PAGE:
By Mary Holtrop
One of my passions is walking.
While I walk I am able to enjoy one of my other passions which is reading (via audio books). But for the past five years I was not able to enjoy what brings me peace, time to meditate, enjoy sunshine, get vitamin D and of course, listen to books. It was March 9, 2015 and it was beginning to show signs of spring in Northwest Illinois. The trees were starting to bud and the snow and ice were melting. I rushed home from work to get in my first real outside walk since November. Mind you, I do walk in the winter. But mostly it is a shuffle which includes avoiding patches of ice. This walk, would have been a real walk. I was so happy and excited when I stepped outside, started my walk and suddenly I was experiencing intense knee pain. I was not going to be defeated. Anyone who knows me, knows that throw me a brick wall and I will climb it.
I walked 3 miles that day.
But, I also stopped about ten times to rub my knees and wonder ‘what the heck is going on’? To clarify, I exercise almost daily. I had been exercising in my basement all winter long. I was sure I “did something.” I didn’t. My left knee, which had been a bother since 2010 decided it was done. I was not going to walk again until I did something about this. So I visited an orthopedic who went through the cortisone treatment and the gel injection treatments and though the cortisone worked the gel injections didn’t. This knee was done.
Then I moved about 40 minutes further west, closer to my work. In fact I work four blocks from where I live. And ignoring all the signs and pain I started walking again. But after two good walks, my knee spoke to me. Another two years passed and I finally contacted a local orthopedic in my area. This doctor put me through the same cortisone and gel treatments. They are obligated to take the necessary steps to treat patients in the least evasive method as possible. After my cortisone shot I literally danced I was so happy. I was so happy I could walk, I almost ran. But insurance was going to baulk at some point. These quarterly cortisone shots were going to start costing me money. So there I am, facing knee replacement. It was February 14, 2019 when I had my surgery. One of the worst winters for ice and cold in Illinois history. But more on that another time.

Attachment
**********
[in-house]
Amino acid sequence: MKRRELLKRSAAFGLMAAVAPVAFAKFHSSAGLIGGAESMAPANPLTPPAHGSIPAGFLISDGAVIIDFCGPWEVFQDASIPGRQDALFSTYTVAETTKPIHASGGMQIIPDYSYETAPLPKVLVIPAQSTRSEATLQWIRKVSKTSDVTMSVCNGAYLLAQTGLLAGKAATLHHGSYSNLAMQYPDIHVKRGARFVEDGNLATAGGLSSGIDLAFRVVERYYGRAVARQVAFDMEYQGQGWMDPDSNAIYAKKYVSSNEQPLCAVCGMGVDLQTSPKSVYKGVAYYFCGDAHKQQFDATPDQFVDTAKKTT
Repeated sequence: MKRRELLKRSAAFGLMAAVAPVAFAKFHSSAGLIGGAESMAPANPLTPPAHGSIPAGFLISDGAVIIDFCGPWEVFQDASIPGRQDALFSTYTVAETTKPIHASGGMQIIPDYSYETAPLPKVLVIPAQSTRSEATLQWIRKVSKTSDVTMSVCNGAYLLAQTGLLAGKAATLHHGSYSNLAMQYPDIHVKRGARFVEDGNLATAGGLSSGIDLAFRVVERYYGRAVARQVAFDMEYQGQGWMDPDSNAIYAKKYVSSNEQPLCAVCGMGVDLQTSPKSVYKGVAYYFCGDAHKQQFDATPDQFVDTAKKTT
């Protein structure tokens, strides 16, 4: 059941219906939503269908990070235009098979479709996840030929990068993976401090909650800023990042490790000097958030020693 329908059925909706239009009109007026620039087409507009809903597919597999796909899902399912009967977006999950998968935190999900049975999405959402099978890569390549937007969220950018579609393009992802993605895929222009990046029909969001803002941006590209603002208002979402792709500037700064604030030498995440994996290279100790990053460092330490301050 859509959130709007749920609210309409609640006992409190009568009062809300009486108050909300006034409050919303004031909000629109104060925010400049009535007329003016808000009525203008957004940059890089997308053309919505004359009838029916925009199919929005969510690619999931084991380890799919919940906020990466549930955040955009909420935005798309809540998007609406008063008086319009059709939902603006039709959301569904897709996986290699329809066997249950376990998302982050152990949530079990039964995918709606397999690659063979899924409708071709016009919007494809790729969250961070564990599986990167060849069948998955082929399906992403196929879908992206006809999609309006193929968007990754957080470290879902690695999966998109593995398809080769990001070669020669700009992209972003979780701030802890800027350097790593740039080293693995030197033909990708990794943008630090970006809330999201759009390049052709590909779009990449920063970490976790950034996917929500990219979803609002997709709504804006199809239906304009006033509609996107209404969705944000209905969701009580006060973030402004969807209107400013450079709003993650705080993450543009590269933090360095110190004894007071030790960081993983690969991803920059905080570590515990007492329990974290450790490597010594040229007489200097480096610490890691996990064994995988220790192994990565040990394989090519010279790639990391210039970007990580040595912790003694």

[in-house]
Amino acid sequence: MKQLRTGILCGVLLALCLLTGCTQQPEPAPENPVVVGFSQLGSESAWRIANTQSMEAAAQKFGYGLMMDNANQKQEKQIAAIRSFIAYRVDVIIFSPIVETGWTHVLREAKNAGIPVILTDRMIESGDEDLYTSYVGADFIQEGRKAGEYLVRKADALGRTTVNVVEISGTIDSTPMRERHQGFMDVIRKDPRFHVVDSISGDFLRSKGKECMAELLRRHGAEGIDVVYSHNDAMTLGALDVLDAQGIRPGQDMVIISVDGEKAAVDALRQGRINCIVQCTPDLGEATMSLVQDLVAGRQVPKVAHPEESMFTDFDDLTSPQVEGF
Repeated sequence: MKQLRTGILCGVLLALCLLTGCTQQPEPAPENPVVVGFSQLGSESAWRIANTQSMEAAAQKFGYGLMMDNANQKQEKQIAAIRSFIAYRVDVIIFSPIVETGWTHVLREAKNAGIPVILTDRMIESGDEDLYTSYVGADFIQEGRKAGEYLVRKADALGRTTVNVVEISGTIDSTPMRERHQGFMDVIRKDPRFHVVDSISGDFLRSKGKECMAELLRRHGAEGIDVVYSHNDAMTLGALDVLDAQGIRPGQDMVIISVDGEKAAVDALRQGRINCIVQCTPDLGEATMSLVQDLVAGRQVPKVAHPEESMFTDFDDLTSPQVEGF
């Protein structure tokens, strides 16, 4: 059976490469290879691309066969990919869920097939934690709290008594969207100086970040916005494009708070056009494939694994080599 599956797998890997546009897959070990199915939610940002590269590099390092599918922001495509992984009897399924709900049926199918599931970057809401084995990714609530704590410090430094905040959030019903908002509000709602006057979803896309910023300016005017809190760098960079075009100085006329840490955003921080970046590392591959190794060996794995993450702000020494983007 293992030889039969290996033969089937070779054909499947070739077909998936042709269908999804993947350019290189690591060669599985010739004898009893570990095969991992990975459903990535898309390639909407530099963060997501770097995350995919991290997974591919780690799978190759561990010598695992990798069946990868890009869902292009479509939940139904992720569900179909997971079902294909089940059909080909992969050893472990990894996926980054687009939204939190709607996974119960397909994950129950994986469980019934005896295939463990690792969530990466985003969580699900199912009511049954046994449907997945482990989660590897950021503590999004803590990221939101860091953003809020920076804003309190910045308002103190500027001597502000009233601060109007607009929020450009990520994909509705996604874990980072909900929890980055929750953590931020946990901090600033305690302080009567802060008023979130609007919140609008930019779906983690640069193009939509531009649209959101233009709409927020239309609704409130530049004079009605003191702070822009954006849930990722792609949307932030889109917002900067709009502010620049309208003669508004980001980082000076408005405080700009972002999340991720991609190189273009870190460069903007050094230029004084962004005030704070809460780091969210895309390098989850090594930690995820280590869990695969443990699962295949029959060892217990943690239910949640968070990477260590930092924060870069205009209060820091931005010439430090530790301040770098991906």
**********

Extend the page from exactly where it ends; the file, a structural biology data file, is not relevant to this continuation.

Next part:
This is about my walking. How I now get to walk anytime and all the time. Until we had our first snow storm in October. I immediately got depressed. This cannot be happening so soon. As I tell my son who lives in Denver, “you might get 12” of snow but the next day the sun is shining and the snow is melting.” When it snows in northern Illinois, it sticks around for at least 4 months. I am a member of our local Park District gym and there are treadmills but it is not the same. I will use the treadmill if I have to, but I am not a fan. I need to be outside. I need fresh air and sunshine. Well that October snow did melt but there was more to come. And it did.
After a brutal storm of ice and slush I was walking to work one morning. Ok, it was more of a shuffle with me mumbling to myself “ice, watch for the ice….you don’t want to fall…” when two separate runners passed me by. Here I am shuffling, staring at the pavement, stressing and worry and they just run on this ice like it is not there. In fact they climb those little curb hills that develop where people don’t shovel and the plows pile the snow high. And they just run. No worries. And then I notice two boys standing outside my work waiting for their parents to pick them up and there it was again, ice, snow all my fears and they just run to the car, climb that snow bank like it doesn’t exist. So there was my question. ‘When did I stop just being and start fearing?’ I then remember my mother saying “I don’t mind the snow, it’s the ice.” And there I am, my moment, I am my mother and I fear the ice.
I offer no morals to this story. There is no advise, suggestions, or recommendations. At least not yet. But I am going to work on figuring this out. I don’t want to walk in fear. I just want to be. Walking in fear takes the joy out of my walks. It takes the bounce out of my step. I paid a lot of money for that new knee, that piece of hardware as I refer to it that I am going to find a way to make sure I bring to me, that peace and joy that I get in my walks, all winter long.